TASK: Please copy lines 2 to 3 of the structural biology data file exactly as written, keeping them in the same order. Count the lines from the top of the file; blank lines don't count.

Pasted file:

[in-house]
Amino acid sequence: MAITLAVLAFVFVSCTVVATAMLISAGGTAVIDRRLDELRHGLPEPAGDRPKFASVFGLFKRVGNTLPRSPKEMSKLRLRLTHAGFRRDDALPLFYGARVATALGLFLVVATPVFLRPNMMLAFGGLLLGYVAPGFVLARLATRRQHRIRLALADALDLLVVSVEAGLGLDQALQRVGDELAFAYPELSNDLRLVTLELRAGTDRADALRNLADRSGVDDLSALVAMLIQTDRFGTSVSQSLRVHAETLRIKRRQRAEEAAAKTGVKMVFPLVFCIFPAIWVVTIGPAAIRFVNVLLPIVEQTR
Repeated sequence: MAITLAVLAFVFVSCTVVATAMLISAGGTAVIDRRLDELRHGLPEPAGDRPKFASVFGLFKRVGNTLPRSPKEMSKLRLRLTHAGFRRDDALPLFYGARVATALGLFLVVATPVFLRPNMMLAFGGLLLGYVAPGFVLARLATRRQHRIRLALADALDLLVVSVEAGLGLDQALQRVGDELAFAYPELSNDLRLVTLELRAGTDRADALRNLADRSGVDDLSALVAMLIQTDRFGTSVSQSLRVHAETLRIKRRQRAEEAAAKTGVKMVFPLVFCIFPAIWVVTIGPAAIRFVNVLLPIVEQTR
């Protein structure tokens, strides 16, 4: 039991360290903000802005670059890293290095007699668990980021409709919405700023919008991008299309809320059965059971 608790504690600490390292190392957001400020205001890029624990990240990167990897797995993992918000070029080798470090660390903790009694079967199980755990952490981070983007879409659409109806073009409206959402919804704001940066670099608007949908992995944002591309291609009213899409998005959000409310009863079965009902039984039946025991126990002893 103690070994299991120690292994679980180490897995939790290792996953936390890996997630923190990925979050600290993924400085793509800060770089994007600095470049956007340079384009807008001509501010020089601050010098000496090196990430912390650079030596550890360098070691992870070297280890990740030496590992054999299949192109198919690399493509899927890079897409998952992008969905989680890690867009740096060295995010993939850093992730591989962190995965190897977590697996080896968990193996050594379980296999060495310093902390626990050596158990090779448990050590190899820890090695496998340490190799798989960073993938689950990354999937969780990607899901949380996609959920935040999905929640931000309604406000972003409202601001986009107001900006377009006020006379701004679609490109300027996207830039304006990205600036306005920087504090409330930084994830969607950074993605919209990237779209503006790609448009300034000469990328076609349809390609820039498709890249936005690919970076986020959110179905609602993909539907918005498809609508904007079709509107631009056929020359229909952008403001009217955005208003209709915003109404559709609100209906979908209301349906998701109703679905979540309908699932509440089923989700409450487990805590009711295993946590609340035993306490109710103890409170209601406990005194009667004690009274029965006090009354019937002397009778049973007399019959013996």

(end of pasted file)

Amino acid sequence: MAITLAVLAFVFVSCTVVATAMLISAGGTAVIDRRLDELRHGLPEPAGDRPKFASVFGLFKRVGNTLPRSPKEMSKLRLRLTHAGFRRDDALPLFYGARVATALGLFLVVATPVFLRPNMMLAFGGLLLGYVAPGFVLARLATRRQHRIRLALADALDLLVVSVEAGLGLDQALQRVGDELAFAYPELSNDLRLVTLELRAGTDRADALRNLADRSGVDDLSALVAMLIQTDRFGTSVSQSLRVHAETLRIKRRQRAEEAAAKTGVKMVFPLVFCIFPAIWVVTIGPAAIRFVNVLLPIVEQTR
Repeated sequence: MAITLAVLAFVFVSCTVVATAMLISAGGTAVIDRRLDELRHGLPEPAGDRPKFASVFGLFKRVGNTLPRSPKEMSKLRLRLTHAGFRRDDALPLFYGARVATALGLFLVVATPVFLRPNMMLAFGGLLLGYVAPGFVLARLATRRQHRIRLALADALDLLVVSVEAGLGLDQALQRVGDELAFAYPELSNDLRLVTLELRAGTDRADALRNLADRSGVDDLSALVAMLIQTDRFGTSVSQSLRVHAETLRIKRRQRAEEAAAKTGVKMVFPLVFCIFPAIWVVTIGPAAIRFVNVLLPIVEQTR